All of the residents were more than willing to join and fight, along with the hospital, against this public health crisis. In light of the big surge in specimen volume and lab staff calling out sick, the residents chipped in and worked around-the-clock to help out.

Led by Dr. Wendy Szymczak and Dr. Sean Campbell on the Moses campus, several residents -- Drs. Mojisola Popoola (PGY-1), Linlin Yang (PGY-1), Kenji Ikemura (PGY-2), Carlos Castrodad-Rodriguez (PGY-2) and Angela Baldwin (PGY-3) -- spent numerous hours at Pathology’s emergency COVID-19 Command Center on the Moses campus receiving and processing COVID-19 specimens for testing.

Others, including Stacia Semple (PGY-4), Sophie Cameron (PGY-4), Sebastian Jofre (PGY-4), Gregory Dickinson (PGY-4) and Jui Choudhuri (PGY-2), worked at the Weiler, Hutchinson and Wakefield campuses, setting up and validating new instrumentation for SARS-CoV-2 and COVID-19 antibody testing.

Drs Mohammad Barouqa (PGY-3) and Kenji Ikemura along with faculty member Dr. Morayma Reyes Gil, director, Montefiore Einstein Hematology and Coagulation Laboratories, collected and analyzed data regarding abnormal D-dimer values and coagulopathy observed in COVID-positive patients. They collaborated on a paper that has been submitted for poublication.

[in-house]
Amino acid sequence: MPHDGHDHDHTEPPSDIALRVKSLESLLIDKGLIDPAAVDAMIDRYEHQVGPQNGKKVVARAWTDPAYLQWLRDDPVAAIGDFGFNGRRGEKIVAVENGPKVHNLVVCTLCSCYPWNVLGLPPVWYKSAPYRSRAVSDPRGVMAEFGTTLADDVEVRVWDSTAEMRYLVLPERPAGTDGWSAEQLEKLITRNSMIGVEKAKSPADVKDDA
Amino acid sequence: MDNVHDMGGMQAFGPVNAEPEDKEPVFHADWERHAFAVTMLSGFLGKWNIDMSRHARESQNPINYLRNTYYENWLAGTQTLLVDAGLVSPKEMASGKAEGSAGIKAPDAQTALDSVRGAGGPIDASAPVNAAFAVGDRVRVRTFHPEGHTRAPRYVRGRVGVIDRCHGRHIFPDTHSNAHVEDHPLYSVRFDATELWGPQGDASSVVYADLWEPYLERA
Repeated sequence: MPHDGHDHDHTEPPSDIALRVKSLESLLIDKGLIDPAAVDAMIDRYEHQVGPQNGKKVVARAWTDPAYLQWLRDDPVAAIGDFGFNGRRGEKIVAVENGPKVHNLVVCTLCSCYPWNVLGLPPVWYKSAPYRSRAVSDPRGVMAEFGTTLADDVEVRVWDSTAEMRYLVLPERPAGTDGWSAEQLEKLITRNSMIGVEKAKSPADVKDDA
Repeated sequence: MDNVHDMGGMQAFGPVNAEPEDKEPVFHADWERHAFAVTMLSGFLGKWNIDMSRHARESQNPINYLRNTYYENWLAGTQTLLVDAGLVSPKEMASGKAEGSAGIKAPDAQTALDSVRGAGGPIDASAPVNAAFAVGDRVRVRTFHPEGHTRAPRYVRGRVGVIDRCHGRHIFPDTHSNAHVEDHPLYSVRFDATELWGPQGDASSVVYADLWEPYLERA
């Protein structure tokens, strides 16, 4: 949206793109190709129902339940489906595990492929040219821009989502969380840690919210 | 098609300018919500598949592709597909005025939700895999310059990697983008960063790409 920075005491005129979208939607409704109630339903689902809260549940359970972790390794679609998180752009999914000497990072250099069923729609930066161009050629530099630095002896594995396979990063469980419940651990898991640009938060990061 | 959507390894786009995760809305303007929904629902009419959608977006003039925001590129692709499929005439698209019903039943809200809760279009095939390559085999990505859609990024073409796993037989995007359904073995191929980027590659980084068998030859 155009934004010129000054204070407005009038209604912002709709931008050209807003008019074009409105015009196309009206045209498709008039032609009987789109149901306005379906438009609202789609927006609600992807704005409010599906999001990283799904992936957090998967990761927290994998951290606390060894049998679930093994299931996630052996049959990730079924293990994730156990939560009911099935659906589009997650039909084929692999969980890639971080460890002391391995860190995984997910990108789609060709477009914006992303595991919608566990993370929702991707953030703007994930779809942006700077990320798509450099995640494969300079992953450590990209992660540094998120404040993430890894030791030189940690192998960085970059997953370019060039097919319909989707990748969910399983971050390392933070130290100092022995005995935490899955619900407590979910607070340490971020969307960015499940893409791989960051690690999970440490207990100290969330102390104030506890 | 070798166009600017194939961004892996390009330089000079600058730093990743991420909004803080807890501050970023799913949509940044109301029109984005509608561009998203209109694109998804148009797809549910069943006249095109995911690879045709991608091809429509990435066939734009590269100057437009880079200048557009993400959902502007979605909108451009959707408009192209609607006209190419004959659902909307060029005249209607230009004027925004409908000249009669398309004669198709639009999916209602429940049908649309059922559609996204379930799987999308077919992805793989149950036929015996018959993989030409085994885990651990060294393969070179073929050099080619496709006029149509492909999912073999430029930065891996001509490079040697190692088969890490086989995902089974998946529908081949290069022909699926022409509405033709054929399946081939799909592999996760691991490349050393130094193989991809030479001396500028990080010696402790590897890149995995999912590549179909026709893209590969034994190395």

Dr. Raquel Yokoda (PGY-1), whose focus is GI/Liver Pathology, used her valuable past experience in medicine to take care of COVID-19 patients along with the Montefiore Einstein Department of Medicine and other allied health forces.

Our Pathology fellows also actively participated in helping out in the laboratories. Dr. Michael Dewall, our Dermatopathology fellow, volunteered to work at the Wakefield Laboratory in addition to his dermatology consults and other regular house-staff duties and educational responsibilities. Dr. Saeed Asiry, one of our Cytopathology fellows, volunteered at the Pathology Department’s COVID-19 Command Center on a weekly basis.

A Humbling Experience

Dr. Kuan:

The opportunity to be involved in an environment where I had to troubleshoot and come up with solutions to problems in real time has been invaluable. Working with all the different volunteers was a humbling and true learning experience.

Dr. Balakrishnan:

The chance to work so closely with the laboratory staff and clinicians and be in the thick of testing implementation and research while keeping up with the demands of increasing volume has been a unique experience. Above all, the thing that has humbled me the most is the dedication and selflessness of my fellow residents. They have risen to the occasion yet again and I’m proud to call them my colleagues!

Rising to the Emotional Challenge